Abdulbasit Sayda, the leader of the country’s largest opposition group, the Syrian National Council (SNC), said they were looking for help for people in the region. “As the SNC, we are holding meetings with international actors in order to receive financial and humanitarian aid and save ourselves from the clutches of the Syrian regime. We need this aid because the economic situation of the Syrian people and the Kurds is very bad and they need help,” he said….

Sayda added, “We are constantly in touch with Barzani regarding the situation in Syria and keep each other updated.”

Brimo explained the withdrawal of regime forces from the Kurdish cities. “The Syrian regime is gathering its forces in Damascus,” he said. “Therefore, they are retreating from other regions.”

He also revealed that the Syrian regime informed the PYD about their withdrawal in advance, so that the group knew beforehand which cities the forces would be leaving.

The Free Syrian Army (FSA) is present in many parts of Syria, but not in the Kurdish regions. “There is a sort of agreement between KNC and SNC. The FSA will not come to the Kurdish regions and the Kurds will not go the Arabic regions,” said Brimo.

Sayda admitted fearing a surprise attack by the Syrian government on these Kurdish regions.

“The Kurds of Syria need to brace themselves for a sudden return of Syrian government forces. It is probable that the regime might return to attack this region again,” he said.

A Friend in Iraqi Kurdistan writes:

Kurdish news here in Iraqi Kurdistan is reporting that Syrian Kurds have taken control of the Kurdish region of northeastern Syria. This has led to a crisis of relations between them and the FSA/rebels, however. Supposedly, some months back there had been a pledge of mutual support between the Kurds and the rebels, regarding resistance against the regime. Now however, the Kurds seem more interested in protecting their homeland than in participating in the nation-wide struggle against the regime. After taking control of Hasake (haven’t verified this), a conflict emerged between them and the FSA that wanted to control the area due to its strategic importance.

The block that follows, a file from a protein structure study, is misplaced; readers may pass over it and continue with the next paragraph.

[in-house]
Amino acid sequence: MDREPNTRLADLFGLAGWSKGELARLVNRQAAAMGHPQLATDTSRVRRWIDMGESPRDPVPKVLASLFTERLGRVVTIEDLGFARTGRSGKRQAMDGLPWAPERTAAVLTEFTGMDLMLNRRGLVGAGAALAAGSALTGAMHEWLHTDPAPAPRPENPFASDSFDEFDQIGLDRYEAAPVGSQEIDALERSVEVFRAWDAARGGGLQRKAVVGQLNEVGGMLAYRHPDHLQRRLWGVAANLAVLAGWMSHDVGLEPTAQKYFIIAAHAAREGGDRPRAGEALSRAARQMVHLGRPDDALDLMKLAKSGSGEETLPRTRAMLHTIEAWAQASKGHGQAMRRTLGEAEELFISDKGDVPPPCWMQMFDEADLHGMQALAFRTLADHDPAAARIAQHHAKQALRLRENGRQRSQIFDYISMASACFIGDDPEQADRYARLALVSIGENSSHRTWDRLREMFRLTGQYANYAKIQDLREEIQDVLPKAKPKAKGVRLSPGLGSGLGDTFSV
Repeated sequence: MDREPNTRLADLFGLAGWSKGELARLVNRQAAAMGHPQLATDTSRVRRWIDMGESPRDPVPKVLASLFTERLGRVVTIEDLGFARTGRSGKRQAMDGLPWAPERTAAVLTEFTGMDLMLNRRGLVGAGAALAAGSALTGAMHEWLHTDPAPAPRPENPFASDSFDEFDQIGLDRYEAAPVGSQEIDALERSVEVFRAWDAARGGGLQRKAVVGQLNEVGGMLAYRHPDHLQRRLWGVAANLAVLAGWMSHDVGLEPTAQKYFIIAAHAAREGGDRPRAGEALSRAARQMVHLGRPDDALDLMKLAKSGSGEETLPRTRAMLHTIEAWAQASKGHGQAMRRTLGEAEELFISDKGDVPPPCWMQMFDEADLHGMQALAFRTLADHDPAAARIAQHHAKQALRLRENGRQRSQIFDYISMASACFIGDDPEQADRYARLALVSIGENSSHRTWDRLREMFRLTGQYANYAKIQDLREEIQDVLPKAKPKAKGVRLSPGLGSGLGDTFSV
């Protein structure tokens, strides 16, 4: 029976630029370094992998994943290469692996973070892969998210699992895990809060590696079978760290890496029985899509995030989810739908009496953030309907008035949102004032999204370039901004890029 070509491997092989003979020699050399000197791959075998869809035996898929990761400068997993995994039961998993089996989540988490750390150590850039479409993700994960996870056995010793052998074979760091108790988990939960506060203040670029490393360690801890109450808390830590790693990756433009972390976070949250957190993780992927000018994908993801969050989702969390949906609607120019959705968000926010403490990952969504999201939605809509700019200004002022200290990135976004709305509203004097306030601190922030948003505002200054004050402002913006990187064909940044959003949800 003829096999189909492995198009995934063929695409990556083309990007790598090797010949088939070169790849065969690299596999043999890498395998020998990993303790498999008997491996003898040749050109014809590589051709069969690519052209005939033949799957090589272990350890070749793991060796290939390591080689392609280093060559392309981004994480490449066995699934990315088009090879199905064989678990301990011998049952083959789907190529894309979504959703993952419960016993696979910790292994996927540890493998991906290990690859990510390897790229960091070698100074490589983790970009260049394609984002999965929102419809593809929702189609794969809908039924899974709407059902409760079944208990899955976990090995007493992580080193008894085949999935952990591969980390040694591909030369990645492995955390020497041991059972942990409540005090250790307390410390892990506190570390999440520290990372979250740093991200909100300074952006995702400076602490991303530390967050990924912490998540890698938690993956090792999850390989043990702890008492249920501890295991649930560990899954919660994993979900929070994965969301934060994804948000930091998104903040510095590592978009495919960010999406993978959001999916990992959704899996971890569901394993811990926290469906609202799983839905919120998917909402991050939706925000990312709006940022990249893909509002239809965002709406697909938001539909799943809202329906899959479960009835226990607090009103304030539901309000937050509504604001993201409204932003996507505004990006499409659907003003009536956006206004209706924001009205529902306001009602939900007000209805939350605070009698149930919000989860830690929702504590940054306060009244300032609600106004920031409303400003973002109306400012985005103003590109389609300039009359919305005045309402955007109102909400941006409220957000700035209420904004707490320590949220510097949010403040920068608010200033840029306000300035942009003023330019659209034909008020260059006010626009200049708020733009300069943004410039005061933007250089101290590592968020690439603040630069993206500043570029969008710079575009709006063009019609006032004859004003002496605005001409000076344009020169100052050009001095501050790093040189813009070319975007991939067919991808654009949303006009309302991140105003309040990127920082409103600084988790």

Here’s the one decent article (a great one, in fact) that I could find by Aymenn al-Tamimi

Syria Comment - Joshua Landis

Joshua Landis maintains Syria Comment and teaches modern Middle Eastern history and politics and writes on Syria and its surrounding countries. He writes “Syria Comment,” a daily newsletter on Syrian politics that attracts some 3,000 readers a day. It is widely read by officials in Washington, Europe and Syria. Dr. Landis regularly travels to Washington DC to consult with the State Department and other government agencies. He is a frequent analyst on TV and radio.

One thought on “Kurdish Flag Flies Over Parts of Syria As Aleppo Ignites – OpEd

  • July 28, 2012 at 7:12 am
    Permalink

    Kurdistan! A problem for ALL the existing regimes in the region. It just will not go away but continues to fester; now overt then covert but always there.

    Reply

Leave a Reply

Your email address will not be published. Required fields are marked *

This site uses Akismet to reduce spam. Learn how your comment data is processed.